- Charles Drake and team are developing a new immunotherapy treatment regimen that can effectively activate anti-tumor immune responses in prostate cancer.
- The team previously discovered that prostate tumors secrete an immune suppressive protein, IL-8, especially during treatment with androgen deprivation therapy (ADT).
- Based on these findings, the team is conducting a clinical trial (MAGIC-8) which combines a novel IL-8-targeting treatment, with the immune activating therapy nivolumab, and ADT, in men with hormone-sensitive recurrent prostate cancer.
- In this project, the team will use samples from the patients on this trial to investigate key biological changes needed to re-establish anti-tumor immunity in prostate cancer and identify biomarkers that can predict treatment responses.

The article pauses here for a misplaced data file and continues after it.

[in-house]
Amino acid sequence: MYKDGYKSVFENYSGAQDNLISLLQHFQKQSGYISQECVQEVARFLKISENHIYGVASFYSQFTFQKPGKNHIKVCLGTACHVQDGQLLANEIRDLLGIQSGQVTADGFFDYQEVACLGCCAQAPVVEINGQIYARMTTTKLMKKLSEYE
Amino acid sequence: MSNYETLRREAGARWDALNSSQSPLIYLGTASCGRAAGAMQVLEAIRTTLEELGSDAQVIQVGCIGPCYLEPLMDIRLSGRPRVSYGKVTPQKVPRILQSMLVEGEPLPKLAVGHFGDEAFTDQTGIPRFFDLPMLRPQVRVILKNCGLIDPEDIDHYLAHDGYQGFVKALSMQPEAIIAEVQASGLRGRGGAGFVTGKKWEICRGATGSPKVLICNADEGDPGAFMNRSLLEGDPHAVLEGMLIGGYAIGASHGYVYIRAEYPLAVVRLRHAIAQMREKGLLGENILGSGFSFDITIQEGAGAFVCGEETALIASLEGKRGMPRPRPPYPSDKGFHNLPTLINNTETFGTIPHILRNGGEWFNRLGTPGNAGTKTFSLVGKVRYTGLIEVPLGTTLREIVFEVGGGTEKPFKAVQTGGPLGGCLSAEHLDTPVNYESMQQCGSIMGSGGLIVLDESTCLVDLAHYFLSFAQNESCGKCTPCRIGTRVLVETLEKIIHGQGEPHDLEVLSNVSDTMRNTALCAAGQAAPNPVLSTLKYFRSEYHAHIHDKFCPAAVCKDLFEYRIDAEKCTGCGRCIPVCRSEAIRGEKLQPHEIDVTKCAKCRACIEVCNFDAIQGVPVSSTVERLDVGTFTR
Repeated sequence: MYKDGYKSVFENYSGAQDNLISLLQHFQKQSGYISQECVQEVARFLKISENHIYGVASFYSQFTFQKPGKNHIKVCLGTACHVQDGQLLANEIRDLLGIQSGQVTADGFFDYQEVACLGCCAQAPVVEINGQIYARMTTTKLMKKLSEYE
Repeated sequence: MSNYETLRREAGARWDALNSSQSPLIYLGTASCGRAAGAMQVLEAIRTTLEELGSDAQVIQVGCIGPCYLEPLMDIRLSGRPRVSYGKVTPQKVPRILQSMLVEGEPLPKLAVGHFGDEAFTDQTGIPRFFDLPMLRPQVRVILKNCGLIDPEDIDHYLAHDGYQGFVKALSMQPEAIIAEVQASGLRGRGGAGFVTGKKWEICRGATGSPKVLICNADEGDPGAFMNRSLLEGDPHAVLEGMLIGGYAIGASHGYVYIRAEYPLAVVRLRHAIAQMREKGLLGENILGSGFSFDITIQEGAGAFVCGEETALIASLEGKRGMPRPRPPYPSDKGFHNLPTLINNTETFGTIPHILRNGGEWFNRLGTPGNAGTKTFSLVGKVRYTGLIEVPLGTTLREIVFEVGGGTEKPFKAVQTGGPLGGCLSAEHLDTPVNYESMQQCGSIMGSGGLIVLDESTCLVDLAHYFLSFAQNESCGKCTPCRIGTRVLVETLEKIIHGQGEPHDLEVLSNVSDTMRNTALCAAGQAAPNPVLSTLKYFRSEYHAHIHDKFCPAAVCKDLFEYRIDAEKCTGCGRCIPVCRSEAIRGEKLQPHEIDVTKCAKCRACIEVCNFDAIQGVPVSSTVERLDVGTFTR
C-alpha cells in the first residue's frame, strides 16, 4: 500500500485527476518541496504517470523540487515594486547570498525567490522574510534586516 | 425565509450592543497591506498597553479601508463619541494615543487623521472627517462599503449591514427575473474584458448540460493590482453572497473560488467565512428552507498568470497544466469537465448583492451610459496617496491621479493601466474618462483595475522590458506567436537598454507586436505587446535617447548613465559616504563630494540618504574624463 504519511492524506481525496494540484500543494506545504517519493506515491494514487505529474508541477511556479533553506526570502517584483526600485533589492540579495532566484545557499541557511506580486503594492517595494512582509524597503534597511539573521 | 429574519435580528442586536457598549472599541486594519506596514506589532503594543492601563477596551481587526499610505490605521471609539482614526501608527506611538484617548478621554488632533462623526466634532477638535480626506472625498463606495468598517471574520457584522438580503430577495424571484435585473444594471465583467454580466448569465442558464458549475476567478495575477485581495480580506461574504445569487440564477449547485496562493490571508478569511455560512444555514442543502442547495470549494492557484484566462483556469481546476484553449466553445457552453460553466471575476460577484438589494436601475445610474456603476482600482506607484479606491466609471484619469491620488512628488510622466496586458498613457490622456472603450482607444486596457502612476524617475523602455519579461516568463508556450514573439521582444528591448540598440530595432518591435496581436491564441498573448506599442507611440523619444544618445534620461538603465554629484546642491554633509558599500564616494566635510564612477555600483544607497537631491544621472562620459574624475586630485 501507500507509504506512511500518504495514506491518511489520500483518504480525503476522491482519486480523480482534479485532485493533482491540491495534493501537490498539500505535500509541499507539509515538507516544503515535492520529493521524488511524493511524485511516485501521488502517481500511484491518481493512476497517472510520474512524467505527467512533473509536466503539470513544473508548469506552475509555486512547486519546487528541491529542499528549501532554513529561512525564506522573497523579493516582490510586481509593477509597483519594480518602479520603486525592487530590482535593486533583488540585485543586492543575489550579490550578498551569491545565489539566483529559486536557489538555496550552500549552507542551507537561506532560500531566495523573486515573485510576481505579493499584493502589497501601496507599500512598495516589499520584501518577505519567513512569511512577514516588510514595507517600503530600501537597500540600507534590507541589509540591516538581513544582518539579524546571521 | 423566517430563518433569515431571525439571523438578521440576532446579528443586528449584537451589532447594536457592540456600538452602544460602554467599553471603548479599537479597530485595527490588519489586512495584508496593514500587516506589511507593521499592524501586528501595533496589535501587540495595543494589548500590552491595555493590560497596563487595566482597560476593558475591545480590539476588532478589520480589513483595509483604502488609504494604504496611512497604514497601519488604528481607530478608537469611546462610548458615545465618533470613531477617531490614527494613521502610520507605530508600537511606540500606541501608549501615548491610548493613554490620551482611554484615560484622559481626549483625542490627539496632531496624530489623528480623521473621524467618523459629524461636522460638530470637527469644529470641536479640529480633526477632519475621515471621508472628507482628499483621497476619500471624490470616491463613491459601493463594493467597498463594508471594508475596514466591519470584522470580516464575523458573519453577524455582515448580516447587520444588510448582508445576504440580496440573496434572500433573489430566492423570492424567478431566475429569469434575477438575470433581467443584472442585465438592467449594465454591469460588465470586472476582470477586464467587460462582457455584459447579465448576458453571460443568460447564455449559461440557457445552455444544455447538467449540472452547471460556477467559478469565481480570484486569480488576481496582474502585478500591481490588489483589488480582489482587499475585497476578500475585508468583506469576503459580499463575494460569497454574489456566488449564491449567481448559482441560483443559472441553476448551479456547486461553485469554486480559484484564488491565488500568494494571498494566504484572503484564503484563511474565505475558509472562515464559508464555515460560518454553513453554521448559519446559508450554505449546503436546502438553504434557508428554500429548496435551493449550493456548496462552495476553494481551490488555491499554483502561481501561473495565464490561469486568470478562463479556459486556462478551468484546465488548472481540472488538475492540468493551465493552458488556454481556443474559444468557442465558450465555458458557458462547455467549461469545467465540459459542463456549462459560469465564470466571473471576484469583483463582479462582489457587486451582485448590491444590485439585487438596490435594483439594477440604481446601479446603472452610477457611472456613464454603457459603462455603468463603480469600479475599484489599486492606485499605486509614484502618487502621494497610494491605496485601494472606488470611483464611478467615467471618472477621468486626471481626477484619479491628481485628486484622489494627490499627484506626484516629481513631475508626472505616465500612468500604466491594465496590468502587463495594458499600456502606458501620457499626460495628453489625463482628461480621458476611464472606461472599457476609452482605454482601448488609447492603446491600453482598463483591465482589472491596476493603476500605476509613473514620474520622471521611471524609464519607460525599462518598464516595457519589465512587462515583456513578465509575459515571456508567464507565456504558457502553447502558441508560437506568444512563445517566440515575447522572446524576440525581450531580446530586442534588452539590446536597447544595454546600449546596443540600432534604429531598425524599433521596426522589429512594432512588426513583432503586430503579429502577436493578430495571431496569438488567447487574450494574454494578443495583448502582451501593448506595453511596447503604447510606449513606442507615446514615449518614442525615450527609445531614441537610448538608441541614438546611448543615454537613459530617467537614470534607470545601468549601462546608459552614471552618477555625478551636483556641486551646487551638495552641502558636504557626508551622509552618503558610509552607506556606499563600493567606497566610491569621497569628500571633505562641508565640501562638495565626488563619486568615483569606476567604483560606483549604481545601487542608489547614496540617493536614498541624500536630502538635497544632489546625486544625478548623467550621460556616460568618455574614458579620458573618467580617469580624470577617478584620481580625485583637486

- The team will determine the impact of this immunotherapy combination treatment regimen on the types and numbers of immune cells infiltrating the tumor, including whether the treatment alters the balance between tumor-killing and tumor-promoting immune cell types.
- How this immunotherapy regimen affect the total body (systemic) immune system state will be investigated.
- Whether specific tumor mutations or expression of master cancer-driving proteins are associated with clinical responses to treatment with IL-8-blockade and nivolumab will be investigated.
- If successful. This project will result in the development of a new immunotherapy regimen that will extend the lives of patients, as well as uncover biology and biomarkers of treatment responses.